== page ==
BUFFALO, N.Y. — Health care workers from Mercy Hospital have been asking for safer staffing levels, better wages and better health benefits from Catholic Health.

On Thursday, hospital staff voted to authorize a strike if Catholic Health does not come up with a new contract to address their needs.

"Strike in any work situation is an absolute last resort, but that is especially true in a hospital,” said Debora Hayes, Communications Workers of America (CWA) area director.

Hayes says that shows how desperate health care workers at Mercy Hospital are. The workers, represented by CWA, say there is a staffing crisis. Jackie Ettipio, a registered nurse at the hospital, says the issue isn't new, but COVID-19 made it worse.

"We are just exhausted and we've been beaten down physically, mentally and there's nothing left,” she said.

Ettipio says in the emergency room, staffing levels have gotten as bad as eight patients to one nurse.

“We have paralyzed, ventilated patients that are getting one nurse to eight — eight patients to one nurse,” she said. “These nurses have to take care of this person with their bodily functions. They have to be cleaned. They have to be fed. There's tons of medications coming through. They need special care. You just cannot do it."

That's not all members of CWA Local 1133 are concerned about.

"We're hoping to get a fair wage and we're hoping to not have our health care taken,” said Ettipio. “They want to give us high deductible. They're offering us 1%, and we really cannot live on that.

Union representatives say the frontline workers voted with 97% support to strike if Catholic Health does not offer them a new contract before their current one expires on September 30. Until then, the workers will bargain.

“We asked to escalate the bargaining schedule and hopefully starting next week, we'll bargain five days a week instead of three days a week,” said Hayes. “We will continue to pound away.”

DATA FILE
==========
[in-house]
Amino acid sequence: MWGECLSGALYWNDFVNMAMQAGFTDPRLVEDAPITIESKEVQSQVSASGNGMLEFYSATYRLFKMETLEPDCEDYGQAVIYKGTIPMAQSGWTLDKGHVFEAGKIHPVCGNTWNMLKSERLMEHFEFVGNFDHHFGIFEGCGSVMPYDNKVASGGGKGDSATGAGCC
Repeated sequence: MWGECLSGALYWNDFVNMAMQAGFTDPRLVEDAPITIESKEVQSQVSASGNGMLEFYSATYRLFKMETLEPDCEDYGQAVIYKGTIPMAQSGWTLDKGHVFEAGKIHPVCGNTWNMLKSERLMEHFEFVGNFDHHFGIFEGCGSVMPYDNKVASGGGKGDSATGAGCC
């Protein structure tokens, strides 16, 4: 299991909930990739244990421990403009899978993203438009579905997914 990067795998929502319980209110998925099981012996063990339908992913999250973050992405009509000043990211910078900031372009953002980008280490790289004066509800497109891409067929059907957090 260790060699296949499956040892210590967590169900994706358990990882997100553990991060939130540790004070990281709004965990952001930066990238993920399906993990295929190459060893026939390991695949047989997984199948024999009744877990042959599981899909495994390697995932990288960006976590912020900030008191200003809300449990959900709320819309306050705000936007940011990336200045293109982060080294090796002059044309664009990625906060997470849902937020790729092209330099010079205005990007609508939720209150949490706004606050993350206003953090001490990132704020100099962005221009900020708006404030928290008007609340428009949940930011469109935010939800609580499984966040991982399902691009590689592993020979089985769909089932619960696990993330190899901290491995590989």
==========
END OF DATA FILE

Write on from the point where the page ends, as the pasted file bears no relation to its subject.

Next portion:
Catholic Health released a statement following the vote:

"We are disappointed CWA Local 1133 is threatening to strike at Mercy Hospital. It is unconscionable the union would take registered nurses and other crucial healthcare workers away from patients’ bedsides and out of our hospital to walk the picket line while COVID-19 cases continue to rise in our community. Mercy Hospital will remain open and operational if CWA Local 1133 decides to lead associates on strike. A multi-disciplinary team at Mercy Hospital has developed a comprehensive strike contingency plan that includes hiring fully licensed, highly experienced, vaccinated, temporary replacement nurses and other qualified staff who will provide uninterrupted care to our patients. Many Mercy Hospital associates have been quietly expressing dissatisfaction with their union’s actions and rhetoric against their hospital. They are feeling pressured by CWA leaders and fear union retaliation for challenging its handling of negotiations and threat to strike. Others have shared frustration with CWA that the strike pay it may provide during a strike is only a fraction of the money they would earn caring for patients and performing their jobs. Mercy Hospital remains committed to bargaining in good faith with our associates’ union to settle these contracts without further delay or disruption as we did recently with the SEIU for other contacts at St. Joseph Campus and two of our long-term care facilities. With nearly three weeks until the contracts expire on September 30, we believe there is sufficient time to reach fair, market-competitive contracts that will allow us to continue providing safe, high-quality care and service to our patients and competitive wages and benefits to recruit and retain the best associates at Mercy Hospital."